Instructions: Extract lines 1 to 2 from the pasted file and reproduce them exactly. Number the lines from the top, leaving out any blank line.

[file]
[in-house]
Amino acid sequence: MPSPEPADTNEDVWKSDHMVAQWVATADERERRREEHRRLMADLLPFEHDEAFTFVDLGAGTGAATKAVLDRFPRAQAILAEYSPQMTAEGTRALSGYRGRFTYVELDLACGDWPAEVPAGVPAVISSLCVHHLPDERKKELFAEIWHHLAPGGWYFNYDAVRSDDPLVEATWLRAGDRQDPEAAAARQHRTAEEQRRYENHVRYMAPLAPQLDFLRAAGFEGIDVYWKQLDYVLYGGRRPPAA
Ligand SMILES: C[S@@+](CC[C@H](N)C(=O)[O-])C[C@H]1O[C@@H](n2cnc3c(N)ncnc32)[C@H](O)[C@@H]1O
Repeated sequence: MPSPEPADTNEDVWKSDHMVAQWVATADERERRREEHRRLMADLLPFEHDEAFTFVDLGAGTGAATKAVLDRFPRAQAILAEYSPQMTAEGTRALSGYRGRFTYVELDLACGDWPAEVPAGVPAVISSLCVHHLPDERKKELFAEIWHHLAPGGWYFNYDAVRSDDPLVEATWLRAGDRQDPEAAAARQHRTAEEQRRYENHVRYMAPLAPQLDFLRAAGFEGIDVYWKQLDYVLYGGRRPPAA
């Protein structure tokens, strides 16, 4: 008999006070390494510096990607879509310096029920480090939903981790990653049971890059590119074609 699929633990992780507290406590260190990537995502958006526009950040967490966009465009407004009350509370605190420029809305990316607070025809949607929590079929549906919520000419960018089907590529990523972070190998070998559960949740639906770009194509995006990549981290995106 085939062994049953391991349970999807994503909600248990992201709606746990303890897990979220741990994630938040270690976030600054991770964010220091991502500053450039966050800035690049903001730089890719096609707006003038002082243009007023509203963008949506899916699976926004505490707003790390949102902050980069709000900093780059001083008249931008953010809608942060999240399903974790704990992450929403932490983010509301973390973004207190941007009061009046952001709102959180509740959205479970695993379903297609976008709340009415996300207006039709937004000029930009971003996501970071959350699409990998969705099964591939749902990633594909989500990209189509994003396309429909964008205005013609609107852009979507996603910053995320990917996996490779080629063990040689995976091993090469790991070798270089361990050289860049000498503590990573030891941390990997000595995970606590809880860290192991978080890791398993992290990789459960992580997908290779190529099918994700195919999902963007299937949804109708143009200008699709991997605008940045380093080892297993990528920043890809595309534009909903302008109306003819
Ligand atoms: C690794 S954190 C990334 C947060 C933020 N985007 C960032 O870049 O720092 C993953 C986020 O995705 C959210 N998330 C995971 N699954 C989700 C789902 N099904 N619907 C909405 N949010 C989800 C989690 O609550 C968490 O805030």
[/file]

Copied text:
[in-house]
Amino acid sequence: MPSPEPADTNEDVWKSDHMVAQWVATADERERRREEHRRLMADLLPFEHDEAFTFVDLGAGTGAATKAVLDRFPRAQAILAEYSPQMTAEGTRALSGYRGRFTYVELDLACGDWPAEVPAGVPAVISSLCVHHLPDERKKELFAEIWHHLAPGGWYFNYDAVRSDDPLVEATWLRAGDRQDPEAAAARQHRTAEEQRRYENHVRYMAPLAPQLDFLRAAGFEGIDVYWKQLDYVLYGGRRPPAA